Here’s how to enroll:
Compare Medicare Advantage plan options available in your area. Visit Medicare.gov or call 1-800-MEDICARE to look at costs and coverage options.
Enter your ZIP code and county to find a plan. You can continue without logging in, but you’ll get more personalized options if you log in for this step.
Choose your plan. You may need to call the plan you want to join if online enrollment isn’t available.
Complete the paper enrollment form. The plan will provide you with the form and you’ll need to return it after filling it out.
Medicare Advantage plans can have different costs, coverage, and provider networks, so it’s important to compare your options. Fortunately, online tools are available to make it easy. Medicare.gov allows you to search and view plan details, including costs and coverage, side by side for easy comparison.
Medicare Advantage FAQs
Here are answers to common questions and concerns to help you better understand Medicare Advantage program options and enrollment.
Does a Medicare Advantage plan cost more than Original Medicare?
Medicare Advantage plans often have lower out-of-pocket costs than Original Medicare. On average, Medicare Advantage costs were 7% less than Original Medicare, according to a study by Wakely Consulting Group. Additionally, Medicare Advantage plans may offer benefits that Original Medicare doesn’t cover, such as vision and dental care.
Are Medicare Advantage plans bad?
Medicare Advantage plans provide the same benefits as Original Medicare (Part A and Part B). Some policies also cover vision, dental, and hearing care in addition to basic coverage. However, plans may have limitations. For example, you might have fewer choices of doctors and facilities when it comes to Medicare Advantage plans due to closed provider networks.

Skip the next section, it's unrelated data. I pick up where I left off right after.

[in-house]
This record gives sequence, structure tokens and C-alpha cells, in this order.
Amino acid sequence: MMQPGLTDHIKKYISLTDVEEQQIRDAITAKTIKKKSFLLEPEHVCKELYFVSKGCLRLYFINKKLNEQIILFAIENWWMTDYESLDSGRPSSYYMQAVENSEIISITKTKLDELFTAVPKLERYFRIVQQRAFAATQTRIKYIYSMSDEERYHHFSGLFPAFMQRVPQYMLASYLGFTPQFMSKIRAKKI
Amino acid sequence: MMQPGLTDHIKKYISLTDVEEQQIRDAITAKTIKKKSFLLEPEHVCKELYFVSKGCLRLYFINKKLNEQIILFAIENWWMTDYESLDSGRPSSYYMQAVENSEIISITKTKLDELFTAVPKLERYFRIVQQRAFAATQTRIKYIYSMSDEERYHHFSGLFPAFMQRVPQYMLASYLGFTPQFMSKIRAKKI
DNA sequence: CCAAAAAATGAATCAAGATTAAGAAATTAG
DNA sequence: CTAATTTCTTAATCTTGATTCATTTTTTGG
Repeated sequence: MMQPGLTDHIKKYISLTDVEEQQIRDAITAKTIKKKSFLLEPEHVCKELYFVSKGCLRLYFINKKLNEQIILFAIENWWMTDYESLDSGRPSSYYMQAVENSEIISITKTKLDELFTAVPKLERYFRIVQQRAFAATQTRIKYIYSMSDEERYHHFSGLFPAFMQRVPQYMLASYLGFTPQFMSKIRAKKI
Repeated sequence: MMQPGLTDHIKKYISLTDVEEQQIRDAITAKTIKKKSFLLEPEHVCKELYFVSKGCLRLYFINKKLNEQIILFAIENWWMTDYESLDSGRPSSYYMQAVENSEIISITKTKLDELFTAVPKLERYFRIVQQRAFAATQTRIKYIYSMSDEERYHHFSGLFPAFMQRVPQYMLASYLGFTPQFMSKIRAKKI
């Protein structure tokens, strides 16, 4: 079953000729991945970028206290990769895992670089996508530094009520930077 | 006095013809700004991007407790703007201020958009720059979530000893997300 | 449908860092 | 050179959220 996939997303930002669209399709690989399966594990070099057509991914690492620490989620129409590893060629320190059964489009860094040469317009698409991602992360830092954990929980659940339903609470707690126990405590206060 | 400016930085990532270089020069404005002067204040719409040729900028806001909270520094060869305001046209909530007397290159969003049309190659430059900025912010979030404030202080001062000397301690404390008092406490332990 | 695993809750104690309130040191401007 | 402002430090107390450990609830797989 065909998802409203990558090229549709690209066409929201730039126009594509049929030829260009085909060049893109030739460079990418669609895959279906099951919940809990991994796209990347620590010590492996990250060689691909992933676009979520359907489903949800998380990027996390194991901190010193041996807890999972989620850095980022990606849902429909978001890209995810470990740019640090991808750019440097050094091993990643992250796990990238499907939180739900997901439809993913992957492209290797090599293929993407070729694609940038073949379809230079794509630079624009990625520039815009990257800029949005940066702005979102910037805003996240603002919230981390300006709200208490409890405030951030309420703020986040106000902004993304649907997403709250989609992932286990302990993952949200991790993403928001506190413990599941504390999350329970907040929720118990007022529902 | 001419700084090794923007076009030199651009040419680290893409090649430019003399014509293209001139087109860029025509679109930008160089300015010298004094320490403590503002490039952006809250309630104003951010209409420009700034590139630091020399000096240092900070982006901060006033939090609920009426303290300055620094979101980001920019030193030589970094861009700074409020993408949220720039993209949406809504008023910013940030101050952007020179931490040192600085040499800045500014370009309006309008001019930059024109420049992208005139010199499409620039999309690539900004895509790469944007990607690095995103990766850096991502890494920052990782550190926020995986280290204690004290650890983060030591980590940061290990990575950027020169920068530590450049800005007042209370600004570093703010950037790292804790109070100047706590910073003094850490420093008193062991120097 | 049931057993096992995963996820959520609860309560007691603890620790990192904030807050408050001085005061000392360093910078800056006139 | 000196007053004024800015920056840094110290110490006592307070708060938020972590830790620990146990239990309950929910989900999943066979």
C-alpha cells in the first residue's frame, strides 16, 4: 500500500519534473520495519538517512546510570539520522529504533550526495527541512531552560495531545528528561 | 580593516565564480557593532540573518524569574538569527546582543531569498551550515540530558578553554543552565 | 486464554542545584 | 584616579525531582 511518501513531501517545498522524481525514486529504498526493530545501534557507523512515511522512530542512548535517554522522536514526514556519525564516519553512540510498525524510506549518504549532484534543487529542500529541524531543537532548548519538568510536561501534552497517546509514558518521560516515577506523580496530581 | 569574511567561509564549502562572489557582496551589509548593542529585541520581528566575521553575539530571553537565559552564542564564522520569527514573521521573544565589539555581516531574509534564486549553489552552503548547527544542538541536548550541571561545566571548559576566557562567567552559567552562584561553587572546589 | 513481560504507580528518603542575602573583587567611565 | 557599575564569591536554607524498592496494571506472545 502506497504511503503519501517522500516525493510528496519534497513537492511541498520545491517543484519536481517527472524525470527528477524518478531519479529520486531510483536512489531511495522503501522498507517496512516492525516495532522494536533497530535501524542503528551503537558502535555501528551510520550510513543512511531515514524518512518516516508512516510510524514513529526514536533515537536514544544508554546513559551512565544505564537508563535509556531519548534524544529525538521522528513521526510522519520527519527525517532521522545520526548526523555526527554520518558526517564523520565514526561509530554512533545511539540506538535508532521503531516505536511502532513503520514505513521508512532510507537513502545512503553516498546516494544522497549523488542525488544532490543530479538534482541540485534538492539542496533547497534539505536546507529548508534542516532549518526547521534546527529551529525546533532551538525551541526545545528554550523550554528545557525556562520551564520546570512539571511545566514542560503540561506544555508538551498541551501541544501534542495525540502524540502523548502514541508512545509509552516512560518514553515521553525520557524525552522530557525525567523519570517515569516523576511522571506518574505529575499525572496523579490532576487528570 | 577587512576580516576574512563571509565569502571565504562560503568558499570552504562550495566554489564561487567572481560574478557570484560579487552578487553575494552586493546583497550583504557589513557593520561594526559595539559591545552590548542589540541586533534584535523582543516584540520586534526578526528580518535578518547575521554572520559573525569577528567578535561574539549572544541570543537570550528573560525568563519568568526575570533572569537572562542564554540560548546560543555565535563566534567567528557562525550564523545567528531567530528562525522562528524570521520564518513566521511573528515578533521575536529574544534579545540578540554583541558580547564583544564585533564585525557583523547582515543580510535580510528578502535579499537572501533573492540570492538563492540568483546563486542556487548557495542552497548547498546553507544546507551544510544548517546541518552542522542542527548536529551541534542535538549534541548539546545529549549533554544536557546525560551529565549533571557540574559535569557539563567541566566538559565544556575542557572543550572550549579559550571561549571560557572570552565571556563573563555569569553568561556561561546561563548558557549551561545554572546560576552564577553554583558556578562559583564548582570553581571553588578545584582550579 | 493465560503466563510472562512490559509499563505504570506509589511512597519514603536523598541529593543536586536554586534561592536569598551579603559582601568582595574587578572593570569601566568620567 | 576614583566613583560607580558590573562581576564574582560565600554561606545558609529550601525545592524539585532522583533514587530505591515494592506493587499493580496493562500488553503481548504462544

How do you choose a Medicare Advantage plan?
With so many Medicare Advantage plans available, you should carefully consider your health needs to determine which plan is best for you before deciding on a plan. Compare plans online using the tool at Medicare.gov to review coverage options and consider out-of-pocket costs such as deductibles, copays, and co-insurance.
What happens if your Medicare Advantage plan is discontinued?
You have a few options if your plan decides not to continue to participate in Medicare. Your coverage will typically last through the end of the year. In that case, you can choose another plan during the annual Open Enrollment Period. You may also enroll in Original Medicare and purchase a Medigap policy, according to Medicare.gov.
What are out-of-pocket maximums for Medicare Advantage plans?
Medicare Advantage plans have a maximum out-of-pocket limit to protect your finances. In 2023, the limit is $8,300 for in-network services. However, the cap applies only to service that fall under Parts A and B. Part D prescription drug coverage has a separate out-of-pocket limit of $7,050.
Who qualifies for a Medicare Advantage plan?
You can enroll in a Medicare Advantage plan if you qualify for Original Medicare. To join the plan, you must live in the plan's service area, be a U.S. citizen or be lawfully present in the country, and have Medicare Part A and B.
- Centers for Medicare and Medicaid Services. "What's a Medicare Advantage Plan?." Accessed January 18, 2023
- Kaiser Family Fund. "Medicare Advantage in 2022: Premiums, Out-of-Pocket Limits, Cost Sharing, Supplemental Benefits, Prior Authorization, and Star Ratings." Accessed January 20, 2023
- Centers for Medicare and Medicaid Services. "Understanding Medicare Advantage Plans." Accessed January 19, 2023
- National Council on Aging. "Medicare Advantage/Medicare Part C Costs." Accessed January 19, 2023
- Medicare.gov. "Parts of Medicare." Accessed January 19, 2023
- Medicare.gov. "Medicare Advantage Plans cover all Medicare services." Accessed January 19, 2023
- Kaiser Family Foundation. "Medicare Advantage 2023 Spotlight: First Look." Accessed January 19, 2023
- CMS.gov. "Biden-Harris Administration Announces Lower Premiums for Medicare Advantage and Prescription Drug Plans in 2023." Accessed January 19, 2023
- Centers for Medicare and Medicaid Services. "Understanding Medicare Advantage & Medicare Drug Plan Enrollment Needs." Accessed January 19, 2023
- AHIP. "New Study: Medicare Advantage Costs Less than Original Medicare." Accessed January 19, 2023